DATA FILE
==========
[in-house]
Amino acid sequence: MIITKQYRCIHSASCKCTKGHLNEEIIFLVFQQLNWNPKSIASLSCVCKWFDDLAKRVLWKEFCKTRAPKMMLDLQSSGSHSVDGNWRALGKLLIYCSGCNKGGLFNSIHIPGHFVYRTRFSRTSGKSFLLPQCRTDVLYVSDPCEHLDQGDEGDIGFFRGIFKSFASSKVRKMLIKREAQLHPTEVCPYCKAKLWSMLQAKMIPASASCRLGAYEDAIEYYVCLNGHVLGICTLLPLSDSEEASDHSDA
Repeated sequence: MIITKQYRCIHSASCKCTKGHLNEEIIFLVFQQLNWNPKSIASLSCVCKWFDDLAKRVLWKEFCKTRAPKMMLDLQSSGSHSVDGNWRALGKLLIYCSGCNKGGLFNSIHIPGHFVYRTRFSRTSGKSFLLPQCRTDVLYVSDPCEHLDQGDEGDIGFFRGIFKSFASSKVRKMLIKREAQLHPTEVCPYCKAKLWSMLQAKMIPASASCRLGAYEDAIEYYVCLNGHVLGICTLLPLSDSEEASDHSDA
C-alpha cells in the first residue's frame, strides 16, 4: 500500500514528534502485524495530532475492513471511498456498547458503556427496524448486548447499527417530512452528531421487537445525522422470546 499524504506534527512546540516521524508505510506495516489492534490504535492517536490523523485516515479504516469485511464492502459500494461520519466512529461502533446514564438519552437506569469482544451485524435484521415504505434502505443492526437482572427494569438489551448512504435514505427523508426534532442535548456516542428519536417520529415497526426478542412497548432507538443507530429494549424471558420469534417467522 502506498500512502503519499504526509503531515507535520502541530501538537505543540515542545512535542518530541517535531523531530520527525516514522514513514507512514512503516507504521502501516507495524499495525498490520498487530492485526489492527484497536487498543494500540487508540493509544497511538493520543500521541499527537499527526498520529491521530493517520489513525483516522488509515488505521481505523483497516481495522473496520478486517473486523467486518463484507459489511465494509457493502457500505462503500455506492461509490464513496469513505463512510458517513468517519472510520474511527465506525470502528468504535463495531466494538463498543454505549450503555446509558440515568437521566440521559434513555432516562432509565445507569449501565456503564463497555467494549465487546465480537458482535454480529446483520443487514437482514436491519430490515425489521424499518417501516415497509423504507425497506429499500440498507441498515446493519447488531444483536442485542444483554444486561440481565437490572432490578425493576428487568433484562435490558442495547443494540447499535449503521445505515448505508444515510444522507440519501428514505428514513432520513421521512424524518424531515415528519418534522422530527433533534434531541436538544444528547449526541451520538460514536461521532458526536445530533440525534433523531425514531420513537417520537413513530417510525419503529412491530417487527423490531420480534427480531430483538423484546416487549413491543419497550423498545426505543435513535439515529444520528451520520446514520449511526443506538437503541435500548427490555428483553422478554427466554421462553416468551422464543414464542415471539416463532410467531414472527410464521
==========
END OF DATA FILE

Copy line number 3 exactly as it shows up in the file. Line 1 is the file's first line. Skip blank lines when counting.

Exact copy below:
Repeated sequence: MIITKQYRCIHSASCKCTKGHLNEEIIFLVFQQLNWNPKSIASLSCVCKWFDDLAKRVLWKEFCKTRAPKMMLDLQSSGSHSVDGNWRALGKLLIYCSGCNKGGLFNSIHIPGHFVYRTRFSRTSGKSFLLPQCRTDVLYVSDPCEHLDQGDEGDIGFFRGIFKSFASSKVRKMLIKREAQLHPTEVCPYCKAKLWSMLQAKMIPASASCRLGAYEDAIEYYVCLNGHVLGICTLLPLSDSEEASDHSDA